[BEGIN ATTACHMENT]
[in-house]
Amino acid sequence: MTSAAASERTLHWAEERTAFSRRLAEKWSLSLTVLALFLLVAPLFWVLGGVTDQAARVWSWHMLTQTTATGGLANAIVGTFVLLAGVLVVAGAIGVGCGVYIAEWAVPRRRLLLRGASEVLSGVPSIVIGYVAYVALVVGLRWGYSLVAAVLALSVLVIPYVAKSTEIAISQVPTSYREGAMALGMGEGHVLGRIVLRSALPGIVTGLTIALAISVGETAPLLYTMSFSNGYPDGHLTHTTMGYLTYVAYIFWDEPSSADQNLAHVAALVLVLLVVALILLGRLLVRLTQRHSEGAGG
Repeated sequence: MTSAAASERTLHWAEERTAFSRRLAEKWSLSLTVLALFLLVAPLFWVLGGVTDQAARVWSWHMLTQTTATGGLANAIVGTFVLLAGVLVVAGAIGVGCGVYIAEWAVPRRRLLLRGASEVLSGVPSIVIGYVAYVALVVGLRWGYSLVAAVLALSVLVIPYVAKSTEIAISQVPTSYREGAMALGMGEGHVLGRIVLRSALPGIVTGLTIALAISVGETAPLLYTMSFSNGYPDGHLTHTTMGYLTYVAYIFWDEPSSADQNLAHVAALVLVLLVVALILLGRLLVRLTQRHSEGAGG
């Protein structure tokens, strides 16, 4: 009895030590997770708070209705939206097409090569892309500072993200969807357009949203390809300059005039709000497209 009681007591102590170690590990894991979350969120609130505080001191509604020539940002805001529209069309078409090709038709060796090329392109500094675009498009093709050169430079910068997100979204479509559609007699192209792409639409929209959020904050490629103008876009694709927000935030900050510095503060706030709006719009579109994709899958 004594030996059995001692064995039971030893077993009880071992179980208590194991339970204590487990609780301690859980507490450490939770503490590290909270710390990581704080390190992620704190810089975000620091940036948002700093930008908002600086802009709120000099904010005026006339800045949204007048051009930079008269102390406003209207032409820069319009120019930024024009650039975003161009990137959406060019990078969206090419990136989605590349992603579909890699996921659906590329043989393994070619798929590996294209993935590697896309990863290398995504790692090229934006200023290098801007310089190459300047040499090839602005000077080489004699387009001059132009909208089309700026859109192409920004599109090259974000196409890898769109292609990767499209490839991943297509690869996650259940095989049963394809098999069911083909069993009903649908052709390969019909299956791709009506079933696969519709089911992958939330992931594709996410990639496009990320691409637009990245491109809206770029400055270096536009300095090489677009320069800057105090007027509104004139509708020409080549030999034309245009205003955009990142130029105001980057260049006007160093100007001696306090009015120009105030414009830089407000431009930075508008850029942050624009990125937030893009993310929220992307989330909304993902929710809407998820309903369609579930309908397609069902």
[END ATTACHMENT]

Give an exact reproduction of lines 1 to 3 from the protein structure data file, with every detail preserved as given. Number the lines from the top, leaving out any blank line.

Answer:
[in-house]
Amino acid sequence: MTSAAASERTLHWAEERTAFSRRLAEKWSLSLTVLALFLLVAPLFWVLGGVTDQAARVWSWHMLTQTTATGGLANAIVGTFVLLAGVLVVAGAIGVGCGVYIAEWAVPRRRLLLRGASEVLSGVPSIVIGYVAYVALVVGLRWGYSLVAAVLALSVLVIPYVAKSTEIAISQVPTSYREGAMALGMGEGHVLGRIVLRSALPGIVTGLTIALAISVGETAPLLYTMSFSNGYPDGHLTHTTMGYLTYVAYIFWDEPSSADQNLAHVAALVLVLLVVALILLGRLLVRLTQRHSEGAGG
Repeated sequence: MTSAAASERTLHWAEERTAFSRRLAEKWSLSLTVLALFLLVAPLFWVLGGVTDQAARVWSWHMLTQTTATGGLANAIVGTFVLLAGVLVVAGAIGVGCGVYIAEWAVPRRRLLLRGASEVLSGVPSIVIGYVAYVALVVGLRWGYSLVAAVLALSVLVIPYVAKSTEIAISQVPTSYREGAMALGMGEGHVLGRIVLRSALPGIVTGLTIALAISVGETAPLLYTMSFSNGYPDGHLTHTTMGYLTYVAYIFWDEPSSADQNLAHVAALVLVLLVVALILLGRLLVRLTQRHSEGAGG